YouEye Raises $3M For Its Webcam-Based Usability Testing Service With Emotion Recognition | TechCrunch
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Kyle Henderson, CEO and Co-Founder at YouEye, is presenting tonight at Startup Product Talks Meetup at Atlassian in San Francisco.
Join us! http://bit.ly/XsDyiK
See on techcrunch.com
Editor’s Note: David Lieb is co-founder and CEO of Bump, creators of the popular app that lets people share contact information, photos, and other content by bumping their phones together. Bump has been downloaded more than 130 million times.
- mass market is comprised mostly of people who sit in the middle of the tech-adopter bell curve, and since they aren’t product designers, computer programmers, and tech bloggers, they require an even higher degree of simplicity.
- product builders should first and foremost minimize the Cognitive Overhead of their products, even though it often comes at the cost of simplicity in other areas.
How To make Cognitively Simple Products
- Put your user in the middle of your flow. If they are part of the flow, they have a better vantage point to see what’s going on.
- Give people real-time feedback.
- let your user understand and appreciate what your service is doing for them.
- Test on the young, old … and drunk.
- Let people use your product, and then ask them to tell you what it does.
See on techcrunch.com
Jason Goldman helped build Google and Twitter into what they are today — but few outside of tech’s inner circle know his name . On shunning the spotlight in a star-obsessed industry.
Jason Goldman Regarding “Product Managers”
He was explaining the product manager’s role, and not exactly overselling it.
- You’re the one that types the meeting notes,
- the one that is over-communicating the schedule,
- the one that goes and takes the meeting with the person no one else wants to meet with,” he said of his early work in the field.
- You’re just doing a lot of grunt work to make things run smoother.”
His first jobs were in user support, “in understanding how people use software,” he remembered. “It’s a great path into project management. You don’t have to be a designer, you don’t have to be an engineer.”
Product managers are sometimes said to oversee discrete components of a company, like feudal lords in a kingdom. But for many P.M.s, Goldman’s assessment is closer to reality.
“Everybody says the project manager is the C.E.O. of their project, and I think that’s total bullshit,” says Josh Elman, a former manager at Facebook and Twitter, the latter under Goldman. “The real heart of a product manager is the guy who sits in the back of the raft with the oar.”
- Troubleshooting behind the counter is perfect training for a product guy, overworked and unsung. If it sounds less plush than the chief executive’s chair, that’s because it is.
- “I’m the guy who stands up next, and says what does that mean in terms of what we’re building over the next six months,” he said.
- That’s the gritty work of fielding questions, farming out assignments and reconciling disagreements.
- “Your presentation doesn’t sound as good. Your presentation doesn’t have grand, inspiring goals,” Goldman went on.
- “You’re the guy who stands up and says, next week we’re going to fix a bunch of bugs.
- You’re the person that’s managing the fallout from the grand vision.”
- “He wasn’t the idea guy, as maybe some product people are,” Williams told me of Goldman.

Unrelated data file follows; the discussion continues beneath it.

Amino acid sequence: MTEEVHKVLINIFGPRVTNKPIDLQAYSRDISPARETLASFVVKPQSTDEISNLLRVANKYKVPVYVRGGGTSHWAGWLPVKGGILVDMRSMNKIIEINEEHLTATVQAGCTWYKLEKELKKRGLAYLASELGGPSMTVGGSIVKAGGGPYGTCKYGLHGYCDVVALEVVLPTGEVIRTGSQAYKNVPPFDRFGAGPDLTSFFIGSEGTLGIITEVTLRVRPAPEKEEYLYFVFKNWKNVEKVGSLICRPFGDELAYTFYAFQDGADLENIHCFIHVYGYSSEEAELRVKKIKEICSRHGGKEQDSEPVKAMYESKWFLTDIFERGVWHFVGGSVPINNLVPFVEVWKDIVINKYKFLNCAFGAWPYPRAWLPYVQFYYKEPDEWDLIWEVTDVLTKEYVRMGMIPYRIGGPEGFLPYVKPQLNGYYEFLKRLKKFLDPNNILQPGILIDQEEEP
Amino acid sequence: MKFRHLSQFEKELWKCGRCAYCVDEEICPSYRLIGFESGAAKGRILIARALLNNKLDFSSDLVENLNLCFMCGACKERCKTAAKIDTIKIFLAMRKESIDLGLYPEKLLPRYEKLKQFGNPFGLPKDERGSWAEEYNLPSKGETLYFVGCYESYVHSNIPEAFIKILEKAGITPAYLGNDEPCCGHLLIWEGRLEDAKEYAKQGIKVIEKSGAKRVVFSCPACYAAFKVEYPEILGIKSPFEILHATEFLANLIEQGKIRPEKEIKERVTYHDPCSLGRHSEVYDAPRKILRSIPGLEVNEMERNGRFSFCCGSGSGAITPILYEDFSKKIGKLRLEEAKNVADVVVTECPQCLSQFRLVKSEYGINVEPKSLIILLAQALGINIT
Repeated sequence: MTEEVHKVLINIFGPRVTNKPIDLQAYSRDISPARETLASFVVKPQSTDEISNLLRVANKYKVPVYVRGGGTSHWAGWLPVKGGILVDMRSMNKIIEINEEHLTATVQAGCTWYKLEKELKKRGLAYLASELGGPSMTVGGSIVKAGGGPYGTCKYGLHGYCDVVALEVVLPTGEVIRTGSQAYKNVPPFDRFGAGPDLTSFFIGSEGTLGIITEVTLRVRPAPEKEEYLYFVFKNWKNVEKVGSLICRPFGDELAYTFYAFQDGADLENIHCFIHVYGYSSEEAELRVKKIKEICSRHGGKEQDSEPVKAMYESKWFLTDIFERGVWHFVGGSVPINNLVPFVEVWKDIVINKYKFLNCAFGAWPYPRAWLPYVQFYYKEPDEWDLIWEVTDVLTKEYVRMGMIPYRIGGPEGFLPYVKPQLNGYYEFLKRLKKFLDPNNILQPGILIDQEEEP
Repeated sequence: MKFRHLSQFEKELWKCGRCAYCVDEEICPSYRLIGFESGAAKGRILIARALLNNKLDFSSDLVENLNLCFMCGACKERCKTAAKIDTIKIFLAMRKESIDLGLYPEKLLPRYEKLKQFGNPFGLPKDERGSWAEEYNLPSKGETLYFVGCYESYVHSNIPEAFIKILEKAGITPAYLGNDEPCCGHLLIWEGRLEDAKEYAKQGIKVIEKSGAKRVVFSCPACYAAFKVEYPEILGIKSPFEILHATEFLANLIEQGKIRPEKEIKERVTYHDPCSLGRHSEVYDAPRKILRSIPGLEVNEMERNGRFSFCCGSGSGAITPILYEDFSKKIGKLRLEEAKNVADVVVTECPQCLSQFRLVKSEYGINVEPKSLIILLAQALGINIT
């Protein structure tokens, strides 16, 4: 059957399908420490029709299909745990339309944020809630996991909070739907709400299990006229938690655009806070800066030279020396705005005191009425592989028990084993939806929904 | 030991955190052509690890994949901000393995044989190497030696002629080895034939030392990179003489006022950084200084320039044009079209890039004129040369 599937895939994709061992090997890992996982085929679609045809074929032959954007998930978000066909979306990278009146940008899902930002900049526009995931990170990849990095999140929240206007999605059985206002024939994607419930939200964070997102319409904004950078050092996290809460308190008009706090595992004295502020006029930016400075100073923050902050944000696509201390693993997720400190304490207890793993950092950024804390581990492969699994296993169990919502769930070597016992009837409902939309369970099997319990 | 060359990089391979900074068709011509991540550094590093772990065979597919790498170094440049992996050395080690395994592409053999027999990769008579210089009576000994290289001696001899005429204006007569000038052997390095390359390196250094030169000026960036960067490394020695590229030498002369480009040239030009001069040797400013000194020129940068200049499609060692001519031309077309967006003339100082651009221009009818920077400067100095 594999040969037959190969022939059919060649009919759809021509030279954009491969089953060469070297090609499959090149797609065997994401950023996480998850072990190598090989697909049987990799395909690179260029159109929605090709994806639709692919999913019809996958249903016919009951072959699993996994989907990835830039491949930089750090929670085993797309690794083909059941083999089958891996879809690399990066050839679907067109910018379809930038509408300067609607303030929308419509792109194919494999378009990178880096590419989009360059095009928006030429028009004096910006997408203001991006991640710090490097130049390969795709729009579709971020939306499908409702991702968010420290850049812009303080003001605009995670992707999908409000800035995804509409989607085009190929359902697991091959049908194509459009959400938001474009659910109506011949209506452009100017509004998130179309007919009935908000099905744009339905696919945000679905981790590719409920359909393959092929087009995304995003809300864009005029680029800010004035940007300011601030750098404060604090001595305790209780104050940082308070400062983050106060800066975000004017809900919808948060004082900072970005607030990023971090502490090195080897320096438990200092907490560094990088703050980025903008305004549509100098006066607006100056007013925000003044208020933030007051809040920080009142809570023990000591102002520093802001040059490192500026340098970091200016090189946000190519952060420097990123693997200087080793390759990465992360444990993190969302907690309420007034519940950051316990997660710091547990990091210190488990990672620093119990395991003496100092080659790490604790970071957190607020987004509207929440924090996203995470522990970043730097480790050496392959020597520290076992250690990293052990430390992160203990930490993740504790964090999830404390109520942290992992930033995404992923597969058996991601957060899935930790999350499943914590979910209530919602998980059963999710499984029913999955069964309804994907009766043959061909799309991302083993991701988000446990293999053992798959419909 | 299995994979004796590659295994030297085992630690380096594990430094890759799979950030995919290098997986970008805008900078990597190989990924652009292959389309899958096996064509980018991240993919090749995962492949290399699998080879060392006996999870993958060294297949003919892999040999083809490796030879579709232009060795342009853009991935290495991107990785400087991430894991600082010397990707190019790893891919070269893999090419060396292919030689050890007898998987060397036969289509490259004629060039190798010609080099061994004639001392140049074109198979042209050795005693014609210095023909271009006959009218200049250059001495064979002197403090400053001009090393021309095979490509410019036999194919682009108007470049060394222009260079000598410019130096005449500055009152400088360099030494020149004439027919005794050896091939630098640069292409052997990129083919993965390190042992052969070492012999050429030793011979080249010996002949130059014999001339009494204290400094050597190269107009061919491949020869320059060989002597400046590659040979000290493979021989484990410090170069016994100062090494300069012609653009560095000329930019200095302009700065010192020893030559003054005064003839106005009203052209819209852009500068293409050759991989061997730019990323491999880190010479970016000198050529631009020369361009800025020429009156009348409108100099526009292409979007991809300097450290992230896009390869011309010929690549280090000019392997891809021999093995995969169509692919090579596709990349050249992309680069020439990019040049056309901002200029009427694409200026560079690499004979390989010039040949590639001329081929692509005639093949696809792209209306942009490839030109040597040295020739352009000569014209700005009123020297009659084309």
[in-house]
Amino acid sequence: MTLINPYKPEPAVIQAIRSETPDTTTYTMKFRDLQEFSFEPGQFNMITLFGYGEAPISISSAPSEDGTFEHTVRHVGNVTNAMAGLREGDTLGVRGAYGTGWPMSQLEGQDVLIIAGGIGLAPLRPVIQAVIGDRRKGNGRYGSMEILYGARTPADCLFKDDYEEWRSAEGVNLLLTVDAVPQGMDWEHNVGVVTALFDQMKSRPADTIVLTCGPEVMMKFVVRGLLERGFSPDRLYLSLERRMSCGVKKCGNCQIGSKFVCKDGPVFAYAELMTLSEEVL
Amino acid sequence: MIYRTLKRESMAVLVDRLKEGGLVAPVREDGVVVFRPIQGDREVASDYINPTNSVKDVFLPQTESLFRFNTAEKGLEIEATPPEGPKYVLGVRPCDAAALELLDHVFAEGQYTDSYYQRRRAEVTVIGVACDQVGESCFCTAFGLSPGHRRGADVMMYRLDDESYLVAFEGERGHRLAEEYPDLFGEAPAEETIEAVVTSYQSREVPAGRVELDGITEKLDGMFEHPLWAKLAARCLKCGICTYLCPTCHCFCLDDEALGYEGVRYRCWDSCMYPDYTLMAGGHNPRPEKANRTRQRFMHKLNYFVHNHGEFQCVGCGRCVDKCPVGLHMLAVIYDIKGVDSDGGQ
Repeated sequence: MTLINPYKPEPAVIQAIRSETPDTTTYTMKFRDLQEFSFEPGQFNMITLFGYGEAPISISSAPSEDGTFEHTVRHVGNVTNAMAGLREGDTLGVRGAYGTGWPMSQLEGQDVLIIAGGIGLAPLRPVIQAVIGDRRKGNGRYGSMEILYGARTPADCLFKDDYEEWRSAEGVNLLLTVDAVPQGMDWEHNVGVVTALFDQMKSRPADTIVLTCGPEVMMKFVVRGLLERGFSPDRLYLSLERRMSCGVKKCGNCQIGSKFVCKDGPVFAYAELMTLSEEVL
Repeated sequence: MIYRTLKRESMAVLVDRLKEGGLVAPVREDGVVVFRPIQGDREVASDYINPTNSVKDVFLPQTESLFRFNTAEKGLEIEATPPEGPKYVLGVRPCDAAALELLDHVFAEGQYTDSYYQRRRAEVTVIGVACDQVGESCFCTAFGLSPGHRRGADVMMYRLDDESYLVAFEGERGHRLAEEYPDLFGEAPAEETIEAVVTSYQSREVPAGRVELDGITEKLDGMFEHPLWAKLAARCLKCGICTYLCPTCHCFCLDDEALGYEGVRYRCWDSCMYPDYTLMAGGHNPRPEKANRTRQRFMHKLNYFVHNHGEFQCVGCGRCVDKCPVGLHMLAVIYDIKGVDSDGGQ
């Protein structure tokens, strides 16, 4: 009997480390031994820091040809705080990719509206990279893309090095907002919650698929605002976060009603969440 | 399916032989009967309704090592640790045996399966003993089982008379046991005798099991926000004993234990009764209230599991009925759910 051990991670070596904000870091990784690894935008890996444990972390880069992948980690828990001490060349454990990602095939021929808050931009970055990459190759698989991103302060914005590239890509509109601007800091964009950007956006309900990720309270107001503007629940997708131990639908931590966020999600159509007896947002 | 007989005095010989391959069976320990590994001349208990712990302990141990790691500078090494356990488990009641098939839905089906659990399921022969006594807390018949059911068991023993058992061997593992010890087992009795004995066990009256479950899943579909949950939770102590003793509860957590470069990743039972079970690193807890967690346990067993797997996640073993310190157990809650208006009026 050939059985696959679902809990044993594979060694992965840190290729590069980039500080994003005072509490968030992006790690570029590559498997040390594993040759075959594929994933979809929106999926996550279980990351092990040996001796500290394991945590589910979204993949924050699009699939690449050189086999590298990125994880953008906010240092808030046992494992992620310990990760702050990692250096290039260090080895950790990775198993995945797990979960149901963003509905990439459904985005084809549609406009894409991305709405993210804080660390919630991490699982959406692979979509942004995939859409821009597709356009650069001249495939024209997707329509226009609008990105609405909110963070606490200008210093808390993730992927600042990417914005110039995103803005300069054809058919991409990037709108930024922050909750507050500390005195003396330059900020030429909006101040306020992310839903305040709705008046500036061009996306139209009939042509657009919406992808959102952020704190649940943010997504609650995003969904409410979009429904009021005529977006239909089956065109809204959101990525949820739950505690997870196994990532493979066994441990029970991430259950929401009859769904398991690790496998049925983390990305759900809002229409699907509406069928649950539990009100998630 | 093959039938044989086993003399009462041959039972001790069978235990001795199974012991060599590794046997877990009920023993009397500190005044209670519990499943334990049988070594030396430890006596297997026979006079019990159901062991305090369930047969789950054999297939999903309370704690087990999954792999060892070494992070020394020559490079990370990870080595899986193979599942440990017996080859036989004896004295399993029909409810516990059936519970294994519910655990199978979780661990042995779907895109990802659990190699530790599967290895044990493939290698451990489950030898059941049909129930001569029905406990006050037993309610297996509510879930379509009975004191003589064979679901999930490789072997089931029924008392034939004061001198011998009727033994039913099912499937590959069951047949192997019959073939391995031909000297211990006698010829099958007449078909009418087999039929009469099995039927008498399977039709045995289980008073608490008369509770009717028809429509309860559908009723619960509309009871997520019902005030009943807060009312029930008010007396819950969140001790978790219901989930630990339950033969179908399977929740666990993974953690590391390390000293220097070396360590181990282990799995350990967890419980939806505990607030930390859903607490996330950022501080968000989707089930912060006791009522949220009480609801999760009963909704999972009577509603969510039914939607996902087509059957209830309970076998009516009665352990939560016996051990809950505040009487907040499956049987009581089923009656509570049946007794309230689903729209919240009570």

- “He’s not necessarily defining what we need to do, he’s just making sure it got done. I don’t know that it’s a typical relationship, but it’s probably not super uncommon,” Williams added.
See on www.buzzfeed.com
FOR IMMEDIATE RELEASE: PALO ALTO, Calif. (April 1, 2013) — Blueseed, the ambitious venture that has been working on launching a ship for startup entrepreneurs in international waters off the coast of Silicon Valley, has finally set sail.
Interesting that they release this press on April first…!
- Blueseed One accommodates 50 entrepreneurs, satisfying Minimum Viable Product requirements in the novel category of seafaring startup communities
- Blueseed is a startup community located on a ship 12 miles off the shore of Silicon Valley, in international waters outside the jurisdiction of the United States.
- Future plans for the community include launching a reality show to compete with Shark Tank. Blueseed’s competitive advantage? The sharks are real.
- Listen to Dan Dascalescu on the Global Product Management Talk discussing The Need For Visa-free Technology Incubators And Why Seasteading Is A Viable Solution http://bit.ly/xxxPZK
See on blueseed.co
It has long been asserted (famously, by Steve Jobs) that customers can’t tell you what your next product should be. Companies create and customers consume.
To be competitive, brands need to look outward and cultivate the communities of creative customers that are shaping the future of their products.
Developers have been using APIs and open source software for many years to increase the pace of innovation. Consumer product companies can mimic these more open systems. Just look at companies like Sifteo or Lapka that have created physical products connected to software that are designed to be remixed into new applications.
Bottom Line for extending engagement and product narrative:
People embrace what they influence, so more open and transparent brands will become the most loved and talked about as well.
Questions for discussion:
How can you enable customer influence and manage user creativity without losing control and focus on development cycles and roadmap…?
Is it possible to nurture creative customer communities in parallel with developer communities? Remember User Groups that had love/hate for the developers?
How do you enable creative consumers without canabalizing next versions?
What are the most effective tools for managing crowdsourced feedback and ideas that enable more than marketing content and engagement incentives?
See on www.fastcocreate.com